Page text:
Basically, a WiFi access point is an extension of the local network. About the same as hanging a network cable out the window. You never know who connects to the network and what they do.
Basically, the WLAN must be encrypted as in this configuration. Everything else is negligent. Since breaking WiFi encryption with WPA is costly but not impossible, it should be assumed that the attacker can gain access to the WLAN. For that reason you should make some arrangements.
A good idea is to restrict SSH access to Raspberry Pi. Either only over the LAN and not over the WLAN or one turns it off completely. Then you always have to change the screen and keyboard when making changes. Yes, that’s awkward, but it increases security enormously.
If that does not work then you should at least choose a secure password for the user “pi”. Because this is also used for SSH access. You can also limit the login attempts.
Furthermore, it should be made clear that the Wi-Fi password is in plain text in the hostapd configuration file. If an attacker has somehow gained access to the local network and then gets on Raspberry Pi, then he can get the WLAN password and make any further attacks unnoticed via the WLAN.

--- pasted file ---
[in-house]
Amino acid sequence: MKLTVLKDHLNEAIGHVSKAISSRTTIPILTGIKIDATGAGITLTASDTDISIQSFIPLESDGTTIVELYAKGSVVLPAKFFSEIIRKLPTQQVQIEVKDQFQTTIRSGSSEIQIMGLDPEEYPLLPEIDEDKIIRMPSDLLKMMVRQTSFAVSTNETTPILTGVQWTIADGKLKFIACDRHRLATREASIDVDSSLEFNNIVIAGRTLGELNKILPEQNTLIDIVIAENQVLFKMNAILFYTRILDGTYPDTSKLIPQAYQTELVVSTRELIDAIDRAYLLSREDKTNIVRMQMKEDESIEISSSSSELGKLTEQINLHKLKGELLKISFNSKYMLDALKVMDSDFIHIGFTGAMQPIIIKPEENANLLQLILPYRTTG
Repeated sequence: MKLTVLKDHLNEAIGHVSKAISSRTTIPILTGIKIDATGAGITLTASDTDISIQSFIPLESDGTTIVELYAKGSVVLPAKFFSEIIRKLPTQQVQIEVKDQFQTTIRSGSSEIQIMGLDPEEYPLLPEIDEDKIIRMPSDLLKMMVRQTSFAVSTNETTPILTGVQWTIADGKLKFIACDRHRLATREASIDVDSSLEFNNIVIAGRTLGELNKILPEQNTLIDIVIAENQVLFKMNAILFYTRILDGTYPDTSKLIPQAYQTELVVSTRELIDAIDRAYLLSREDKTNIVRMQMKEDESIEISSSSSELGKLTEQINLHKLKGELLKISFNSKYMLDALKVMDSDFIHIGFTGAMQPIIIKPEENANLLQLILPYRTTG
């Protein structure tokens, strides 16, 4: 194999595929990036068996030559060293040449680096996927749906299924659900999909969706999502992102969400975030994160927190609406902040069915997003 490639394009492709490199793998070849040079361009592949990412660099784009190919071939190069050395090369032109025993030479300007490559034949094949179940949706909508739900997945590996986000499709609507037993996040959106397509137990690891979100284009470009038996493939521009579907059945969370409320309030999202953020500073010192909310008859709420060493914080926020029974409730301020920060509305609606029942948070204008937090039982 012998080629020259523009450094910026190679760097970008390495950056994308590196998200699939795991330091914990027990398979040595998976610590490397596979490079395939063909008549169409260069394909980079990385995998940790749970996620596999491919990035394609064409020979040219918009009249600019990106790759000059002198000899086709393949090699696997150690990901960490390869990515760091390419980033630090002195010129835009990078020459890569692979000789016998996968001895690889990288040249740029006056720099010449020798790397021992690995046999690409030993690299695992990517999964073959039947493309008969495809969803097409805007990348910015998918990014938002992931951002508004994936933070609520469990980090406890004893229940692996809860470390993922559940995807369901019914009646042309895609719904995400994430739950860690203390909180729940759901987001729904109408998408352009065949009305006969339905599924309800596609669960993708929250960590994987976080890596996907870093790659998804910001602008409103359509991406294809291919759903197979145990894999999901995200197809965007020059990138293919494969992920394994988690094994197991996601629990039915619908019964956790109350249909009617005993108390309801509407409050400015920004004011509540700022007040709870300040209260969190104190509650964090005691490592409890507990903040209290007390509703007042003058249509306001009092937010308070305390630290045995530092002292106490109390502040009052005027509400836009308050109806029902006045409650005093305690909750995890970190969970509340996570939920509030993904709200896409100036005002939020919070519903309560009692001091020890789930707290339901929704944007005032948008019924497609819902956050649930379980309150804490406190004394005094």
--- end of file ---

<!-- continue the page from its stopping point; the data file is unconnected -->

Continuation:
One should not take safety lightly. In this form, Raspberry Pi is ideal for man-in-the-middle attacks. It is important to ensure that third parties can not get access to the device.
Note: Raspberry Pi as a wireless access point
Raspberry Pi unfortunately has several disadvantages, which is why it is only partially suitable as a WiFi access point.
- The Ethernet interface of Raspberry Pi hangs together with the WLAN adapter on the single USB port of the CPU. Here, the data traffic must once via the wireless adapter and a second time via the Ethernet interface. Forced the Wi-Fi performance is forced by the limited USB connection and by the double transfer to his knees.
- Raspberry Pi is a mini-computer in terms of computing power and storage capacity, significantly oversized for this purpose. The facility is error prone, cumbersome and may not be safe.
- Raspberry Pi as a WiFi access point is comparatively expensive. If you calculate the costs for Raspberry Pi (30 USD), power supply (5 USD), housing (5 USD), SD card (5 USD) and WLAN adapter (10 USD), you will get at least 60 USD. Let’s assume that we recycle unused equipment, but we hardly get below 50 USD.
No matter which solution, as a WiFi access point, Raspberry Pi is not suitable for its interface performance. Apart from that, Raspberry Pi with the necessary equipment is more expensive than a wireless router. If you seriously and permanently want to operate a WiFi access point, you should take a look at OpenWRT and get a cheap compatible router to do so. Price, but also from the comfort is much more interesting.
There are actually only two useful applications for a Raspberry Pi as a WiFi access point. That’s the network monitoring. The other is man-in-the-middle attacks.